This work is done in the constructor, given in Listing 4.9.


Example 4.9. ktictactoe.cpp is the Class Definition for KTicTacToe

   1 
   2 1: #include <qlayout.h>
   3 2: #include <qlabel.h>
   4 3:
   5 4: #include "ktictactoe.moc"
   6 5:
   7 6: KTicTacToe::KTicTacToe (QWidget *parent, const char *name) :
   8 7:   QWidget (parent, name)
   9 8: {
  10 9:   int row, col;
  11 10:
  12 11:   QGridLayout *layout = new QGridLayout (this, 4, 3);
  13 12:
  14 13:   const int rowlabel0 = 0, rowlabel1 = 0, collabel0 = 0, collabel1 = 2,
  15 14:     rowsquares0 = 1, rowsquares1 = 4, colsquares0 = 0, colsquares1 = 3;
  16 15:
  17 16:   for (row=rowsquares0; row<rowsquares1; row++)
  18 17:     for (col=colsquares0; col<colsquares1; col++)
  19 18:       {
  20 19:     KXOSquare *kxosquare = new KXOSquare (this);
  21 20:     layout->addWidget (kxosquare, row, col);
  22 21:     connect ( kxosquare,
  23 22:           SIGNAL (changeRequest (KXOSquare *, KXOSquare::State)),
  24 23:           SLOT (processClicks (KXOSquare *, KXOSquare::State)) );
  25 24:       }
  26 25:
  27 26:   QLabel *label = new QLabel ("Tic-Tac-Toe", this);
  28 27:   label->setAlignment (Qt::AlignCenter);
  29 28:   label->setMinimumSize (label->sizeHint());
  30 29:   layout->addMultiCellWidget (label,
  31 30:                   rowlabel0, rowlabel1,
  32 31:                   collabel0, collabel1);
  33 32: }
  34 33:
  35 34:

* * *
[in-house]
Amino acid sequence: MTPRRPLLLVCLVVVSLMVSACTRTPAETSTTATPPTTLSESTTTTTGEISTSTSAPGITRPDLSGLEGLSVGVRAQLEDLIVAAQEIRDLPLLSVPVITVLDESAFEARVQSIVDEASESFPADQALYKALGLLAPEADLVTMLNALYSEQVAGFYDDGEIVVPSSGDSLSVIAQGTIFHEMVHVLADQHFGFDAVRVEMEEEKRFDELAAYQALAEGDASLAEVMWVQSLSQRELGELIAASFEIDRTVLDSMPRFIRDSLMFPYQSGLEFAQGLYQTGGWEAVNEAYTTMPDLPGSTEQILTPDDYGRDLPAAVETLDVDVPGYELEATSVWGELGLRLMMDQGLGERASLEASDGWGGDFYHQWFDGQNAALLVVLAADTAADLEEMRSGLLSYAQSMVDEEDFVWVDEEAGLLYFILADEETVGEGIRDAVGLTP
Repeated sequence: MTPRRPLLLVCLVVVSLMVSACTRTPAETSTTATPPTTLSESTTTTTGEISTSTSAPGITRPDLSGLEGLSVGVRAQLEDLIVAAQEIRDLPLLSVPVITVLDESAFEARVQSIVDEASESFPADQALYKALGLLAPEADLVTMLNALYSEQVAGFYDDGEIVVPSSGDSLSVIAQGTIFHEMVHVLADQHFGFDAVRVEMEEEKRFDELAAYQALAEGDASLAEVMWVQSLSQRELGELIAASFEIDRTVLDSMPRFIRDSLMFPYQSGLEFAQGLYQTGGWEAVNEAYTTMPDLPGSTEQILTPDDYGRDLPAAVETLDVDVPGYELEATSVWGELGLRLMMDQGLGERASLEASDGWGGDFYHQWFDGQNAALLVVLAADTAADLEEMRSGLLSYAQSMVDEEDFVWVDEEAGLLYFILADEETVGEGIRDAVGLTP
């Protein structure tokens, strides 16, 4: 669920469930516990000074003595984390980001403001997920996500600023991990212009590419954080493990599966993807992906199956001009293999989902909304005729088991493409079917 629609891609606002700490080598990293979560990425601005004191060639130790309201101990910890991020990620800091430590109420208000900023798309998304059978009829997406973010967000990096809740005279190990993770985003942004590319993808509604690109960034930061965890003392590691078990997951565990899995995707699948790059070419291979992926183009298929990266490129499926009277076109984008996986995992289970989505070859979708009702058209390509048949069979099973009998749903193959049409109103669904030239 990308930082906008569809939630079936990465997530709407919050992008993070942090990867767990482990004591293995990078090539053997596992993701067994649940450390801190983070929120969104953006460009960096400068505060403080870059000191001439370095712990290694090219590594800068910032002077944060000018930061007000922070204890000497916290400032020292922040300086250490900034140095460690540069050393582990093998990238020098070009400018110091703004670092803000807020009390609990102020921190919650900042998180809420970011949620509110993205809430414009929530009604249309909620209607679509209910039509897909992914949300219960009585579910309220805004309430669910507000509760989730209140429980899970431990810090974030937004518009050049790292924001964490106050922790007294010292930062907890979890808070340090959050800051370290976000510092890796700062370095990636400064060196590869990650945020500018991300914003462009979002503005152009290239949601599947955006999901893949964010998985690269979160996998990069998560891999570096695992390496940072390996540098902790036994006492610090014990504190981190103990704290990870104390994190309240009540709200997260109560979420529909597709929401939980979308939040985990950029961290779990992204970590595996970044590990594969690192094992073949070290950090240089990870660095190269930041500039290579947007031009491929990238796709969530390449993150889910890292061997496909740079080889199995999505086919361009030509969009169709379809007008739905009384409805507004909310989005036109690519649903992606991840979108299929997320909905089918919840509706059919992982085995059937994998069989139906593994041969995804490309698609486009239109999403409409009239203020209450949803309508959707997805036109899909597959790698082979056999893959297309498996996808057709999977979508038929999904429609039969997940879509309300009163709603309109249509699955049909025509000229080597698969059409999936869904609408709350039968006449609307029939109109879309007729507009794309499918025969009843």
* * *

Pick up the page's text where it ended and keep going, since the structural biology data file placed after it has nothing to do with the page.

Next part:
36 35: void
  37 36: KTicTacToe::processClicks (KXOSquare *square, KXOSquare::State state)
  38 37: {
  39 38:   //In this simple example, just pass along the click to the appropriate
  40 39:   // square.
  41 40   square->newState (state);
  42 41: }

The layout manager, of type QLayout, is not a widget itself. On line 19, each child widget is created with KTicTacToe as its parent.

A widget typically is added to the layout with QGridLayout::addWidget(). For example, you add a KXOSquare to the layout with


   1 
   2 layout->addWidget (kxosquare, row, col);

in line 20 of Listing 4.9.

You may break the strict grid structure of your widget by using QGridLayout:: addMultiCellWidget(), as you did with QLabel (lines 29-31):


   1 
   2  layout->addMultiCellWidget (label, rowlabel1, rowlabel2,
   3                              collabel1, collabel2);

This call adds QLabel to the grid so that it spans column collabel1 to column collabel2, or column 0 to column 2. Widgets can also call multiple rows. If rowlabel1 and rowlabel2 had different values, this call would make the QLabel span row rowlabel1 to row rowlabel2.